But, lest you think I just suffer from excessive confirmation bias (the universal flaw of favoring evidence that supports one's worldview and downplaying the importance of that which undermines it), let me offer another example of how cognitive dissonance has played out in my life. I used to believe in evolution. Then, presented with what appeared to be damning flaws and anomalies in that concept, as well as alleged conflicts between it and my religion, I became a creationist and accepted a literal reading of Genesis.
Never mind that I didn't realize these “flaws” had been addressed many times for many years, or that these “conflicts” were the result of certain debatable interpretations and assumptions. Even not knowing that, and having full confidence in them, questions kept popping up. What about all the evidence that motivated scientists to accept evolution in the first place? What were the odds of a scientific conspiracy to destroy religion? What were the odds of lay people being smarter and more informed about these things than people who spent their lives researching them?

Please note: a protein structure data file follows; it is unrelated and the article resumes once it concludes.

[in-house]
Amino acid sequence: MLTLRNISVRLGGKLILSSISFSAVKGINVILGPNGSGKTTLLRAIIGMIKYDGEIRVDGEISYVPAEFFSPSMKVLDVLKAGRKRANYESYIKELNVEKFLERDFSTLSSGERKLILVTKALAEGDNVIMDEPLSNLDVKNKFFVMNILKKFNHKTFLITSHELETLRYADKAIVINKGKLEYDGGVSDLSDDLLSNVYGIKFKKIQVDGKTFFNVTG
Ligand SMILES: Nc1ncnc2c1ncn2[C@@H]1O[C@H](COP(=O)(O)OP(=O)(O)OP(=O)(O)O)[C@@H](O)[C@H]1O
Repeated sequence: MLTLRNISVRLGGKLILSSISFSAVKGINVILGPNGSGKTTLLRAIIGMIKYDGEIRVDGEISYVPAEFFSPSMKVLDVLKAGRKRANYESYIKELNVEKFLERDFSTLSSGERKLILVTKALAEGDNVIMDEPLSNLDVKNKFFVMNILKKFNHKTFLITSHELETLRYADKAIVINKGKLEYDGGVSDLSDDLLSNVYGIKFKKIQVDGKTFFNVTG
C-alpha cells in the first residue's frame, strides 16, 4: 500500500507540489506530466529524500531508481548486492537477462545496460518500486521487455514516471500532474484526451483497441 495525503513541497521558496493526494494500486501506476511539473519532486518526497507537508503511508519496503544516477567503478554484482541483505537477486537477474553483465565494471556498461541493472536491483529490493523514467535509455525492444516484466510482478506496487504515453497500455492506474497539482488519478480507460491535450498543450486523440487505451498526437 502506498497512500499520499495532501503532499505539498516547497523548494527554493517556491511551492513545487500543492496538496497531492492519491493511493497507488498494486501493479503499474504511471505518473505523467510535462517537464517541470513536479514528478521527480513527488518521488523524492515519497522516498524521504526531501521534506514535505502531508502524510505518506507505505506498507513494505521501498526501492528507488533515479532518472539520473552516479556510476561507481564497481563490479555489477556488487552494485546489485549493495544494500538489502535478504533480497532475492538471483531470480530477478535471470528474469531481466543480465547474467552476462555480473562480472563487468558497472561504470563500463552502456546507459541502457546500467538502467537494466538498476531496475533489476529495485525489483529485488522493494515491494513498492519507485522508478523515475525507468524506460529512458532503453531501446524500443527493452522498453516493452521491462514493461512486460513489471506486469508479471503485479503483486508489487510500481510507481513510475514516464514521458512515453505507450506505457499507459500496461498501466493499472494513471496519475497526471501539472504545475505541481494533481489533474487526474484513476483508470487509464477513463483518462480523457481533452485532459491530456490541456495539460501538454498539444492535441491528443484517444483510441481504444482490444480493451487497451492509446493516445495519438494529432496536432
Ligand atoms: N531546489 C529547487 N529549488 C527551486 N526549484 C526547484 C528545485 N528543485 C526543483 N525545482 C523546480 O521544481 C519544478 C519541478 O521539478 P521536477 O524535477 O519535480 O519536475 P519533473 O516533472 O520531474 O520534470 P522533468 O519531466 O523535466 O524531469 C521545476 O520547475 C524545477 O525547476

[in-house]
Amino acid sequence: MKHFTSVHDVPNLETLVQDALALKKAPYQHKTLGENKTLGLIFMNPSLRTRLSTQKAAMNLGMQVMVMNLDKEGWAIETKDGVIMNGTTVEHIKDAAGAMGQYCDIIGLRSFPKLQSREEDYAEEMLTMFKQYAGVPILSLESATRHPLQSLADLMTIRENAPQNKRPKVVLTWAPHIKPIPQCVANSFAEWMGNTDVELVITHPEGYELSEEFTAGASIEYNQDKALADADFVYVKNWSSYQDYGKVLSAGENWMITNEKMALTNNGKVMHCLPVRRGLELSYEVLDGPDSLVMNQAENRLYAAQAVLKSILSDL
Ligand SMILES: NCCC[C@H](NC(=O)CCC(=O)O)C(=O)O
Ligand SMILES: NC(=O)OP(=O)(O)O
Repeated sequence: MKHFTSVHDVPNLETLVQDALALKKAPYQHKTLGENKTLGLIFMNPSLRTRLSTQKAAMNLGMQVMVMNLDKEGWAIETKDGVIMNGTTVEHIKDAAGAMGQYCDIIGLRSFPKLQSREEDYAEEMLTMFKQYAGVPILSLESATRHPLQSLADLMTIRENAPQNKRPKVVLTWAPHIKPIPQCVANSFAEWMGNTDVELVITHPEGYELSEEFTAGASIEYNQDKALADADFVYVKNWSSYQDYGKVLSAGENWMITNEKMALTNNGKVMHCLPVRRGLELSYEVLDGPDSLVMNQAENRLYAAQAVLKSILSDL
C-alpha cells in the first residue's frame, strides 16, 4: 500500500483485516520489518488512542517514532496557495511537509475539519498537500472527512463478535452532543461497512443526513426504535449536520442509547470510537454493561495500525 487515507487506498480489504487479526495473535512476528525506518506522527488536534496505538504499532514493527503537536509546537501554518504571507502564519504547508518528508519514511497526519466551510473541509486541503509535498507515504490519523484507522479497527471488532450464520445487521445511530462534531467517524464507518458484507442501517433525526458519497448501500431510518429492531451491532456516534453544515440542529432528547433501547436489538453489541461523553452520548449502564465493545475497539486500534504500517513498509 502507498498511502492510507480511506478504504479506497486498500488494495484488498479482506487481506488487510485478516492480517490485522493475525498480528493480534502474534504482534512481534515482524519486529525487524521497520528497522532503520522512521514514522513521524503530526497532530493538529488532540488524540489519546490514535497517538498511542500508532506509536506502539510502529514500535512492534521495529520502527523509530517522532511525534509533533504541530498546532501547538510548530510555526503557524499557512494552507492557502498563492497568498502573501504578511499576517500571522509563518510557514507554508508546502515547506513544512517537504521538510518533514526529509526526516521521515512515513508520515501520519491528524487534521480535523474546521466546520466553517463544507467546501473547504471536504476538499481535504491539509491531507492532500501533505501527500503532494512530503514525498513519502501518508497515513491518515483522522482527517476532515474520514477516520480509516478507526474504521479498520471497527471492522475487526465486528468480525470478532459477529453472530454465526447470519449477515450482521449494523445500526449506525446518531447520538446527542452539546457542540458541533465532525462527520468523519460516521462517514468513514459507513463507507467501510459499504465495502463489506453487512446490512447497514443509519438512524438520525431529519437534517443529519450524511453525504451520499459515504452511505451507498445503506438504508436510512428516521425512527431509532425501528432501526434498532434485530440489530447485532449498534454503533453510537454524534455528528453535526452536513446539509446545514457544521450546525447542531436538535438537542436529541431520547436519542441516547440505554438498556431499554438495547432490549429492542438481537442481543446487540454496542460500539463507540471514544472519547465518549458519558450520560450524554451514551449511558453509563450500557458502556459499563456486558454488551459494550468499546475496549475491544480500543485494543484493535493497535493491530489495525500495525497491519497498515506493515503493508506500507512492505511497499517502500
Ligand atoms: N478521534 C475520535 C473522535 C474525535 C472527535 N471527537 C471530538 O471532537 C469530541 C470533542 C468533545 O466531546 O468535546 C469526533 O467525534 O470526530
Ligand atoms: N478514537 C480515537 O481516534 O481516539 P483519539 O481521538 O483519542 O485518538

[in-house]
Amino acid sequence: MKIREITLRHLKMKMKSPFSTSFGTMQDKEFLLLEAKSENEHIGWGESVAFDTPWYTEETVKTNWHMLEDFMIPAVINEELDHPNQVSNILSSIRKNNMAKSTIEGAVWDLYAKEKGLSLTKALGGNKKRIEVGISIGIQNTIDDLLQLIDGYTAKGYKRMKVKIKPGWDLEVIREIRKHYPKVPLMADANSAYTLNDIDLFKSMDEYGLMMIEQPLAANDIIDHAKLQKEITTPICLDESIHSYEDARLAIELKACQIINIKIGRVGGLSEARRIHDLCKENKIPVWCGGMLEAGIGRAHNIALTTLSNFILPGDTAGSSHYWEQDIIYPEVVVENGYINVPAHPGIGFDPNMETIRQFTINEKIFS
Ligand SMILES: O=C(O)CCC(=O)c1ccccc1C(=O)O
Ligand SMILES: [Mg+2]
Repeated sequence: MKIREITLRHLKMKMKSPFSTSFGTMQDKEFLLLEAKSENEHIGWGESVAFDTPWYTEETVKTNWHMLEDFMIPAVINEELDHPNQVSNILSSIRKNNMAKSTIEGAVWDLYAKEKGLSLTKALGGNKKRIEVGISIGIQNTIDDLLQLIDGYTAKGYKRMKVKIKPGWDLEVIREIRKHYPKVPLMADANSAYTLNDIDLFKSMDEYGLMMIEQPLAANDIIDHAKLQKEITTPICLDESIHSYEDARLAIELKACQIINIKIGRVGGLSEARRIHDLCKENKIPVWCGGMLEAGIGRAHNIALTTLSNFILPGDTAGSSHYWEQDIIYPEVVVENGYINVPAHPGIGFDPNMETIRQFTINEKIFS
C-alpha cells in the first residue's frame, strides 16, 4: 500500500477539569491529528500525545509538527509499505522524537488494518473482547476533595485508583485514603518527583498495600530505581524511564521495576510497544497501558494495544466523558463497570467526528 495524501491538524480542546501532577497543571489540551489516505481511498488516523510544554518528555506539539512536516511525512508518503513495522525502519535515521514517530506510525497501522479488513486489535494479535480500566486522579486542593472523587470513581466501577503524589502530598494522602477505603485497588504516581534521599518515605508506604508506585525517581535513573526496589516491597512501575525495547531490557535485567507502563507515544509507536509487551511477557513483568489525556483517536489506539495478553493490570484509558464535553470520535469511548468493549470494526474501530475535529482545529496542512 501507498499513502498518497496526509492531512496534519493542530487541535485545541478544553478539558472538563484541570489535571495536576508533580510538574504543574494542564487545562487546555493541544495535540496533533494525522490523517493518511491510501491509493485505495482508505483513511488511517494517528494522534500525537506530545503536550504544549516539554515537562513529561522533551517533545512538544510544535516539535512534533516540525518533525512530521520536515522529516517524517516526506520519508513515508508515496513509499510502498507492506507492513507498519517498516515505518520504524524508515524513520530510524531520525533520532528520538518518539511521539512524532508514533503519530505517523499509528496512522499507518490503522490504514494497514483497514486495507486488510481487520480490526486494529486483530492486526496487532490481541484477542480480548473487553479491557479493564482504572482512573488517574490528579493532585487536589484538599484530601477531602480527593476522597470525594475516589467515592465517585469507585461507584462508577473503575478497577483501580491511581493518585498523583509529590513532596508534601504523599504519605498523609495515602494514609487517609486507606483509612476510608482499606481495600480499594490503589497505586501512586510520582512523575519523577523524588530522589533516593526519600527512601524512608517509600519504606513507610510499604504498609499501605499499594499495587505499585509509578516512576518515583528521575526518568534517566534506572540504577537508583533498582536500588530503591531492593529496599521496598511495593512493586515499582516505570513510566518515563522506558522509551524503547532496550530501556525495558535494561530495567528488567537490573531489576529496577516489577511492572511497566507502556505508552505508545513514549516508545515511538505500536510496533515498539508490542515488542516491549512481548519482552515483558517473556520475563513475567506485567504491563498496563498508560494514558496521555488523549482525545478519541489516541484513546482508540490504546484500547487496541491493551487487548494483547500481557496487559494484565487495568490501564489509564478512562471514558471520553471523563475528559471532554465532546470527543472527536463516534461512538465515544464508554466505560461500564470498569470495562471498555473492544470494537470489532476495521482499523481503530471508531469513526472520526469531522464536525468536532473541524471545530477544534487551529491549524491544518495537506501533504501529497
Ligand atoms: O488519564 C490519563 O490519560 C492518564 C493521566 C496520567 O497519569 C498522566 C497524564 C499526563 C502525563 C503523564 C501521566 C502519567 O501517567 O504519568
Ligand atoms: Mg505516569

When these questions came up, I squashed them. Evolution couldn't be true, I thought, because if it was, then we weren't really children of God, and there was no solid basis for morality other than what people decided it was. These would be disastrous conclusions.
To make a long story short, when I started learning about evolution again in Biology 1620 I could no longer ignore the questions. I realized that evolution made as much sense now as it had when I'd believed in it. I investigated further into the “flaws” and “conflicts” that had turned me away, gathered more information, and re-evaluated my assumptions. As a result, the cognitive dissonance was resolved and both my faith and my intellectual satisfaction increased dramatically.
By using these examples I don't mean to imply that anyone who thinks the LDS Church is false, or embraces creationism, is less intelligent than me or isn't thinking right. Obviously people will always disagree on such important issues. I simply use these as the best examples I have to illustrate the concept. It's an important concept because cognitive dissonance is a natural part of life for everyone to some degree or another, at some time or another, and how to handle it varies with the situation.
Going back to my gun control example, I'd say the best way to handle it is reject the idea that gun control reduces violence. But you probably figured that out on your own.